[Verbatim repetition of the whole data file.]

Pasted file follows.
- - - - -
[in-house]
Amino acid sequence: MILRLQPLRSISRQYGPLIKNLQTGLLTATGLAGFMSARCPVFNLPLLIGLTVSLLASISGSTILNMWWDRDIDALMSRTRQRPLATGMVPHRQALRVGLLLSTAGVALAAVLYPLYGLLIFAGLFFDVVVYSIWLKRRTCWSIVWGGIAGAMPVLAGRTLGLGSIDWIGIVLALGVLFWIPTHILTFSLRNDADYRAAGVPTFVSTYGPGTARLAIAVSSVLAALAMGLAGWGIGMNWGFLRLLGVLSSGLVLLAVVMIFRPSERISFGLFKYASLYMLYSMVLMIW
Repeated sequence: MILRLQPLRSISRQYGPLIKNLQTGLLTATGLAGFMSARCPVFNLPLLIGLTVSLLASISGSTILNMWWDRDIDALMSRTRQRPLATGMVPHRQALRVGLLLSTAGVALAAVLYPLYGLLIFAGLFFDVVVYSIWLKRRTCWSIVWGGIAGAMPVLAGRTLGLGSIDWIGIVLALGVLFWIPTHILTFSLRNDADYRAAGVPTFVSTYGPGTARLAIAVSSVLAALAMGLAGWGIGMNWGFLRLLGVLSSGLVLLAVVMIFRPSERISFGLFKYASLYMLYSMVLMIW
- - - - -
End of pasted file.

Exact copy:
[in-house]
Amino acid sequence: MILRLQPLRSISRQYGPLIKNLQTGLLTATGLAGFMSARCPVFNLPLLIGLTVSLLASISGSTILNMWWDRDIDALMSRTRQRPLATGMVPHRQALRVGLLLSTAGVALAAVLYPLYGLLIFAGLFFDVVVYSIWLKRRTCWSIVWGGIAGAMPVLAGRTLGLGSIDWIGIVLALGVLFWIPTHILTFSLRNDADYRAAGVPTFVSTYGPGTARLAIAVSSVLAALAMGLAGWGIGMNWGFLRLLGVLSSGLVLLAVVMIFRPSERISFGLFKYASLYMLYSMVLMIW
Repeated sequence: MILRLQPLRSISRQYGPLIKNLQTGLLTATGLAGFMSARCPVFNLPLLIGLTVSLLASISGSTILNMWWDRDIDALMSRTRQRPLATGMVPHRQALRVGLLLSTAGVALAAVLYPLYGLLIFAGLFFDVVVYSIWLKRRTCWSIVWGGIAGAMPVLAGRTLGLGSIDWIGIVLALGVLFWIPTHILTFSLRNDADYRAAGVPTFVSTYGPGTARLAIAVSSVLAALAMGLAGWGIGMNWGFLRLLGVLSSGLVLLAVVMIFRPSERISFGLFKYASLYMLYSMVLMIW